I've got a project checked locally from GitHub, and that remote repository has since had changes made to it. What's the correct command to update my local copy with the latest changes?

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    Its worth noting that github have produced a set of very informative and helpful guides for using git and github. I found them invaluable when I first made the move to git. help.github.com – Mark Embling Sep 18 '09 at 8:33


git pull origin master
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    It complained: "You asked to pull from the remote 'origin', but did not specify a branch. Because this is not the default configured remote for your current branch, you must specify a branch on the command line." So I tried "$ git pull origin master" and it worked fine. – Juan Lanus Jan 9 '14 at 18:40
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    git pull origin master – Andrzej Rehmann Dec 2 '14 at 20:36
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    I deleted some files and it is not bringing them again, any idea? – Aquarius Power Feb 14 '15 at 2:44
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    do we do a git commit before running this? everytime i run this command, i end up with 18347213846 modified files that i didnT even touch!!! – Orkun Ozen Feb 20 '15 at 19:38
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    I just learned the hard way that pulling a new remote repository branch does not create a branch of that name locally, but instead pulls that remote branch into whatever local branch happens to be checked out. I'm not sure how to undo this short of ditching and re-cloning the repository. In any case, it seems that the local branch is independent of the remote branch and one should always make sure you're in the intended local branch before pulling. – Joe Lapp Jan 7 '16 at 18:58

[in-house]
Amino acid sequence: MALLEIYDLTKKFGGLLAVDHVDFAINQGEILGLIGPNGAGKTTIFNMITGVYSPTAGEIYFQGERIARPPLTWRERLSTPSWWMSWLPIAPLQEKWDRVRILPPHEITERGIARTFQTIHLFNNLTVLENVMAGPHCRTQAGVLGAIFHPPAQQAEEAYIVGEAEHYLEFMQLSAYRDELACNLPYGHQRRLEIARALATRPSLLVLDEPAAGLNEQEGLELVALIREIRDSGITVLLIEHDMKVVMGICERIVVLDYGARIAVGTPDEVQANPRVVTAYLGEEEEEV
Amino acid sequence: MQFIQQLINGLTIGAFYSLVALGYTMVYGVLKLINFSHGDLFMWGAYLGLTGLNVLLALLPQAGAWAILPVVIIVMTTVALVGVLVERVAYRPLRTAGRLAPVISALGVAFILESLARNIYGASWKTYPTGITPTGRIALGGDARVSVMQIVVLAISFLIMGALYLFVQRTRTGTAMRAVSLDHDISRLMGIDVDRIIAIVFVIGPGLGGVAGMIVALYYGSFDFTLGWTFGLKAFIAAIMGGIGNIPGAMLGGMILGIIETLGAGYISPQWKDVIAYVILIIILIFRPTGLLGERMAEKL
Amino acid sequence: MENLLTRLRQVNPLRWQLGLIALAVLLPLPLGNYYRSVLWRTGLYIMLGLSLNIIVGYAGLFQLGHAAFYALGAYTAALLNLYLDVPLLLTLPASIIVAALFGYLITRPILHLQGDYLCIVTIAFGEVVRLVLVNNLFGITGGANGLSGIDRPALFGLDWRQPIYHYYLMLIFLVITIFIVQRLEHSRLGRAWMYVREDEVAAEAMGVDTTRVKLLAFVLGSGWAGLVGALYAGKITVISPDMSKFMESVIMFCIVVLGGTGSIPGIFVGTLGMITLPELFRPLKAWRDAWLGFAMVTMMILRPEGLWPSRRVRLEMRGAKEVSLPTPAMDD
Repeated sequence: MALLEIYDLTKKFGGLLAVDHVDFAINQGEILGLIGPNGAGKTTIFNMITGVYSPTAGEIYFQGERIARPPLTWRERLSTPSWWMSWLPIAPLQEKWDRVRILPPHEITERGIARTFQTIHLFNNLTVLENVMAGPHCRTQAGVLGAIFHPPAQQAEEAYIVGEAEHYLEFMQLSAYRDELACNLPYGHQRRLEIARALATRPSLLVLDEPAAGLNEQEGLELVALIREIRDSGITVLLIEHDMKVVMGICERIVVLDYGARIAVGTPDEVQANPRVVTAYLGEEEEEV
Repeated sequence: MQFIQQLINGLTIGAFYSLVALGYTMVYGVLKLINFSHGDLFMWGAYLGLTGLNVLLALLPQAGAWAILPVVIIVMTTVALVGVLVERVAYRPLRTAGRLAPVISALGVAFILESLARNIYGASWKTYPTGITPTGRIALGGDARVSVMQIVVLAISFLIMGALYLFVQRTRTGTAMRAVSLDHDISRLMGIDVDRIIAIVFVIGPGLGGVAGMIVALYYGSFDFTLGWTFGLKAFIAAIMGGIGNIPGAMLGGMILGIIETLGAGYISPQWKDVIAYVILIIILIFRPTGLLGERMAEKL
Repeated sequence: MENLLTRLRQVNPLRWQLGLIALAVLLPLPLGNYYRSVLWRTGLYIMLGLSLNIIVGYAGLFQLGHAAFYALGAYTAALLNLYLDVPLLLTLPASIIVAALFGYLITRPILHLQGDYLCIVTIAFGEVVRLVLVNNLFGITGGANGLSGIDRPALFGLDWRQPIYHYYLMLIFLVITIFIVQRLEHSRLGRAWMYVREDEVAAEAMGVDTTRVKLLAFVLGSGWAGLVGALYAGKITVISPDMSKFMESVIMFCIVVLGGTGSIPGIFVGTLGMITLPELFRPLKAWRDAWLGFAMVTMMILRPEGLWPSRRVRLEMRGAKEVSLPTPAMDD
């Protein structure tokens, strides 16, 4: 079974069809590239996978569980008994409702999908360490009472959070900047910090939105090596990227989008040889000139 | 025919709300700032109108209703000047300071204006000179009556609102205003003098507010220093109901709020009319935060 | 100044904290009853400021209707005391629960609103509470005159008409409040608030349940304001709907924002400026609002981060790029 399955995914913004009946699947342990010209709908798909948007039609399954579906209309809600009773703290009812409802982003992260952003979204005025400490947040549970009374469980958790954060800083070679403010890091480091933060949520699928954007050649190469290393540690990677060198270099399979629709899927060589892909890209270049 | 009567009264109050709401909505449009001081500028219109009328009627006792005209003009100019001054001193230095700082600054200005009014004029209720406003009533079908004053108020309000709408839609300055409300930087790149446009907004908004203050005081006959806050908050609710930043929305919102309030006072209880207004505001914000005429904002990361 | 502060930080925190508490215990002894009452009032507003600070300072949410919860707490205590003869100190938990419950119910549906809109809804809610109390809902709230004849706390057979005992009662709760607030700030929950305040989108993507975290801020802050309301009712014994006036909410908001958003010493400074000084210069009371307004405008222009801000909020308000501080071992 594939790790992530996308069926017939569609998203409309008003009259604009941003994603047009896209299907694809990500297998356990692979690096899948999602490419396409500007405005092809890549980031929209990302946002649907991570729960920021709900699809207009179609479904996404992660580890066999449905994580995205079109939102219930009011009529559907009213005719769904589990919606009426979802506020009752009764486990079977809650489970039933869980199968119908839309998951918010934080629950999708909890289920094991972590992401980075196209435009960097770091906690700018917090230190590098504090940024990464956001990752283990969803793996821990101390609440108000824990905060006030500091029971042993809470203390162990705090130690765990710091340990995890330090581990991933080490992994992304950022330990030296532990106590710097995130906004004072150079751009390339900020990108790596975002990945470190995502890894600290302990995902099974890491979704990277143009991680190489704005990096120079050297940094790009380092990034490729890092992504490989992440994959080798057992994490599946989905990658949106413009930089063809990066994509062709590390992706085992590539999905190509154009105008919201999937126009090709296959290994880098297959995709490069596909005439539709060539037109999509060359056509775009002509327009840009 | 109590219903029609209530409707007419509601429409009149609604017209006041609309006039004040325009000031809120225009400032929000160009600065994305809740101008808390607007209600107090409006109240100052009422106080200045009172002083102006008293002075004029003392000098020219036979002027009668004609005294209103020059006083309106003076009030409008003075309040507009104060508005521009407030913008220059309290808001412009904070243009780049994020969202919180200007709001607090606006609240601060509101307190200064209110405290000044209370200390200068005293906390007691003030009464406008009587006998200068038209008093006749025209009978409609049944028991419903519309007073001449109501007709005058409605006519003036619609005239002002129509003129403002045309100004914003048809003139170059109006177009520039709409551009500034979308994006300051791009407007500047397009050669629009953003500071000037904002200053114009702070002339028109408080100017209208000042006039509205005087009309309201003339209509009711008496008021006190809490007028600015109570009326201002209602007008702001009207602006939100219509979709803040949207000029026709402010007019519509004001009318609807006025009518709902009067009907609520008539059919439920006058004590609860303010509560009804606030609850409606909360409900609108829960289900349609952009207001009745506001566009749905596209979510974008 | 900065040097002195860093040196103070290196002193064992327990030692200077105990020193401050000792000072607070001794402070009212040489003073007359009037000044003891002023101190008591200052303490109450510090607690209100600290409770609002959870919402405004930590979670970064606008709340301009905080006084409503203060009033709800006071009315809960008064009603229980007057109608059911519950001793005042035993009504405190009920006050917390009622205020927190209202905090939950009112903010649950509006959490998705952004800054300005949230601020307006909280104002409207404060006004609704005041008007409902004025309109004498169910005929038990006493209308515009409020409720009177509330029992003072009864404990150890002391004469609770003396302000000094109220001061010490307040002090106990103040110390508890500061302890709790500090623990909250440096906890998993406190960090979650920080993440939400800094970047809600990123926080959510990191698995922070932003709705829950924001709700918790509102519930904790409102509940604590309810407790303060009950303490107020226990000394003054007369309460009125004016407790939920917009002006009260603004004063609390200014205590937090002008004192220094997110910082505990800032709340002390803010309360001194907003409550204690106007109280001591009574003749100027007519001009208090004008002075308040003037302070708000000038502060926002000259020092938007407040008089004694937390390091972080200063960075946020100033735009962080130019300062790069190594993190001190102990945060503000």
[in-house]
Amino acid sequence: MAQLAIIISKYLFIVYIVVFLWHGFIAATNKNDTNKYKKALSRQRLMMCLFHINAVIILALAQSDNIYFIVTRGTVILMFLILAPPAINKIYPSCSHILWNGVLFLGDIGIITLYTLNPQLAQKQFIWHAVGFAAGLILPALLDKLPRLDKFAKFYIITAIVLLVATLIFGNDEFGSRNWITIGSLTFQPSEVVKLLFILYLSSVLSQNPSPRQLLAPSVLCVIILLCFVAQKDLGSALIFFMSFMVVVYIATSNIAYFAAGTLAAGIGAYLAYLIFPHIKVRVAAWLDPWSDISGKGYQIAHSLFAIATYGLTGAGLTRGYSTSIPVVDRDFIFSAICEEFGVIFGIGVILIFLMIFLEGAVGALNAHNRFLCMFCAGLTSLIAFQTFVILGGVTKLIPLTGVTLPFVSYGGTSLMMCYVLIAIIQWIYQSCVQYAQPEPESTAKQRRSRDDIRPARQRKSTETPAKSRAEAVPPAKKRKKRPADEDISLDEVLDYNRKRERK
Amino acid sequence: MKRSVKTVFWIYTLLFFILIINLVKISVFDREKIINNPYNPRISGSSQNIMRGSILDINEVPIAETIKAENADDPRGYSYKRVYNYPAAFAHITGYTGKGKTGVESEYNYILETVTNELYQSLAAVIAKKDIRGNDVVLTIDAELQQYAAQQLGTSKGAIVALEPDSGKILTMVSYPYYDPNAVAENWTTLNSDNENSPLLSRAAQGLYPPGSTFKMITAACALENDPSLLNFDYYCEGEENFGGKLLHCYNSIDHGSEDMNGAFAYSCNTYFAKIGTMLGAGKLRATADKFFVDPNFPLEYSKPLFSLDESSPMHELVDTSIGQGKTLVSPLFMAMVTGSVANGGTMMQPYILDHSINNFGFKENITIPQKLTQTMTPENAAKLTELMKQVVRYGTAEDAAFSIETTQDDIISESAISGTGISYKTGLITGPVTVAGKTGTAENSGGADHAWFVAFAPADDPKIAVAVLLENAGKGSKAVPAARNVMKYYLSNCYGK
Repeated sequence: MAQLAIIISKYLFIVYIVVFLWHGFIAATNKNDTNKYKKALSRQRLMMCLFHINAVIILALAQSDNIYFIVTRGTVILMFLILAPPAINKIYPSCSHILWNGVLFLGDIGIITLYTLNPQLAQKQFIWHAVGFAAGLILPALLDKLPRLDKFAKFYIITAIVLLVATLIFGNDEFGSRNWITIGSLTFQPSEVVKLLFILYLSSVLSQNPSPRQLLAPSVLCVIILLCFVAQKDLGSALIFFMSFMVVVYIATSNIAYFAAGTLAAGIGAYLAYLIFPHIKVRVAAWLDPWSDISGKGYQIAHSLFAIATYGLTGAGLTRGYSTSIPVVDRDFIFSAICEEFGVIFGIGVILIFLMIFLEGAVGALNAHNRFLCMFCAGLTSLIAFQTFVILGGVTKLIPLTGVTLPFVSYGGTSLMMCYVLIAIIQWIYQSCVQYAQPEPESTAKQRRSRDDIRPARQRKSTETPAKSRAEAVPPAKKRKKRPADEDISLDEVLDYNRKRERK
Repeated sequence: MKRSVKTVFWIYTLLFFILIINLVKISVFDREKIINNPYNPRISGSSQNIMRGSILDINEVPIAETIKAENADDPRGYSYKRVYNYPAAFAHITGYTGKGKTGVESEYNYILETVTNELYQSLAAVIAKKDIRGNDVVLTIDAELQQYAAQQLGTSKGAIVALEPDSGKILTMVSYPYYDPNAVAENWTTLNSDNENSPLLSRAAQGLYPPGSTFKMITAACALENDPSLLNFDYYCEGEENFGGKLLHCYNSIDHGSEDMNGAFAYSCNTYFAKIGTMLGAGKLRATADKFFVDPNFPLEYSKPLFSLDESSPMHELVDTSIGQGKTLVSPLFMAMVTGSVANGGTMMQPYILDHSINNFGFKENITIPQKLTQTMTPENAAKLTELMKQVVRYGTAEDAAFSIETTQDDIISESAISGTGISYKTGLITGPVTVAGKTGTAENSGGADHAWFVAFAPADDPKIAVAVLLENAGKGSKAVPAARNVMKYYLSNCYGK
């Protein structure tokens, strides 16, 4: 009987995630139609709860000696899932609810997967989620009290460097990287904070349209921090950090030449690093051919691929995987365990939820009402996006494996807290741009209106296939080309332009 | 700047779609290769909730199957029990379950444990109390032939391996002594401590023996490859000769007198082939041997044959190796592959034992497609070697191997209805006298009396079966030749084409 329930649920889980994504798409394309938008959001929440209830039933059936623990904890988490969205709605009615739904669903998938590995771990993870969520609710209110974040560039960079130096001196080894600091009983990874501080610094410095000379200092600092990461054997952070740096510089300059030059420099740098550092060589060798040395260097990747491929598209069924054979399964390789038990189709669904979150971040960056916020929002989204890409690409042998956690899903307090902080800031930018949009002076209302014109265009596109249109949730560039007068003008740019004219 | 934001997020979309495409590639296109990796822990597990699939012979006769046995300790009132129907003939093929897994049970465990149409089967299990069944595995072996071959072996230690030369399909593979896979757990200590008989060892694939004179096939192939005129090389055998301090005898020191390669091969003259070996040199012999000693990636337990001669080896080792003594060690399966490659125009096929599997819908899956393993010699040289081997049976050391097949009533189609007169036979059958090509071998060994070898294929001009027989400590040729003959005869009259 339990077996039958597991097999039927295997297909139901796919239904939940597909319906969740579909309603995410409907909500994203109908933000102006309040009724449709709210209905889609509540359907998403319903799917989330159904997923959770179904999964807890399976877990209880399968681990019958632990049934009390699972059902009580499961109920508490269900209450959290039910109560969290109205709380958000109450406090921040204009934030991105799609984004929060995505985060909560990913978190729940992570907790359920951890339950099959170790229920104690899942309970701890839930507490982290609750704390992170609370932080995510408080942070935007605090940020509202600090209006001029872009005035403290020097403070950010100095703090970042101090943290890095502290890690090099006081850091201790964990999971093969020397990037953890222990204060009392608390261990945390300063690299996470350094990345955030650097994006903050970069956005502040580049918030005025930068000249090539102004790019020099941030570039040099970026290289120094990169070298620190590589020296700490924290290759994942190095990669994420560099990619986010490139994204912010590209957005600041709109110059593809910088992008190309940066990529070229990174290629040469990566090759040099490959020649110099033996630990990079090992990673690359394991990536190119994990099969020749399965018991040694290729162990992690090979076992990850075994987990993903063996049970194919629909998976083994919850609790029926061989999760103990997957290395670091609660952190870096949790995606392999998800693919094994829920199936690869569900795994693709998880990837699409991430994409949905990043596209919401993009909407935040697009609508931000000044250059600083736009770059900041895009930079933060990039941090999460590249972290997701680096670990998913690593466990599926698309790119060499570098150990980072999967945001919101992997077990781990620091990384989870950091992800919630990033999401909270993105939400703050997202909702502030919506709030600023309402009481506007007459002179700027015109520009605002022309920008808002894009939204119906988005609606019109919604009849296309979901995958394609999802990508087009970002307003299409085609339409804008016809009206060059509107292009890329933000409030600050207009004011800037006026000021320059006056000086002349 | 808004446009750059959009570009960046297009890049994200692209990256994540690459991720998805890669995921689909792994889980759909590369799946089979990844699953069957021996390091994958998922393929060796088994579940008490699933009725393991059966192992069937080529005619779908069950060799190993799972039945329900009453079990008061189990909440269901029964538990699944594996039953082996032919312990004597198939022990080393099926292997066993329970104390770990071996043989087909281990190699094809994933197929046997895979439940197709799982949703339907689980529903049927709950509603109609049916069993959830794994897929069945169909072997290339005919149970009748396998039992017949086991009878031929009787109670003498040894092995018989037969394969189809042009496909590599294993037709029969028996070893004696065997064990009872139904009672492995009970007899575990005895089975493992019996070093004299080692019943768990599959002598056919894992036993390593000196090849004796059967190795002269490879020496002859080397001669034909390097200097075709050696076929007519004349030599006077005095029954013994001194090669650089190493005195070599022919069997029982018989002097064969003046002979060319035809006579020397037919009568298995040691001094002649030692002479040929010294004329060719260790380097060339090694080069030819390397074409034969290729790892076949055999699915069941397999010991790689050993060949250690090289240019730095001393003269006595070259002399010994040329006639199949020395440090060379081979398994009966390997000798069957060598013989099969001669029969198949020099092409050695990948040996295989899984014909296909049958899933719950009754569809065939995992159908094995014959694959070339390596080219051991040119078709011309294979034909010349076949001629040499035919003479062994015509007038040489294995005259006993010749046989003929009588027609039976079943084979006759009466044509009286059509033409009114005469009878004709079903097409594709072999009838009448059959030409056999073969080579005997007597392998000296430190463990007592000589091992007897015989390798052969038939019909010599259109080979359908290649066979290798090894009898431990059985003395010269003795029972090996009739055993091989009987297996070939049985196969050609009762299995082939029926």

This should work for every default repo:

git pull origin master

If your default branch is different than master, you will need to specify the branch name:

git pull origin my_default_branch_name
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    Not really. fatal: Couldn't find remote ref master – Victor Eijkhout Feb 4 '15 at 22:36
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    @Eijkhout probablt in Your repo case there is no master branch, and some other branch is set as default – Andrzej Rehmann Jun 12 '15 at 7:00
git fetch [remotename]

However you'll need to merge any changes into your local branches. If you're on a branch that's tracking a remote branch on Github, then

git pull

will first do a fetch, and then merge in the tracked branch

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    If you are using the git fetch method, you'll also want to fetch tags with git fetch -t. If you're satisfied with the changes (git log HEAD..FETCH_HEAD), you can then merge them in with git merge FETCH_HEAD. – Brad Grissom May 21 '14 at 22:44

This question is very general and there are a couple of assumptions I'll make to simplify it a bit. We'll assume that you want to update your master branch.

If you haven't made any changes locally, you can use git pull to bring down any new commits and add them to your master.

git pull origin master

If you have made changes, and you want to avoid adding a new merge commit, use git pull --rebase.

git pull --rebase origin master

git pull --rebase will work even if you haven't made changes and is probably your best call.


With an already-set origin master, you just have to use the below command -

git pull "https://github.com/yourUserName/yourRepo.git"

protected by Vamsi Prabhala Oct 1 '18 at 20:27

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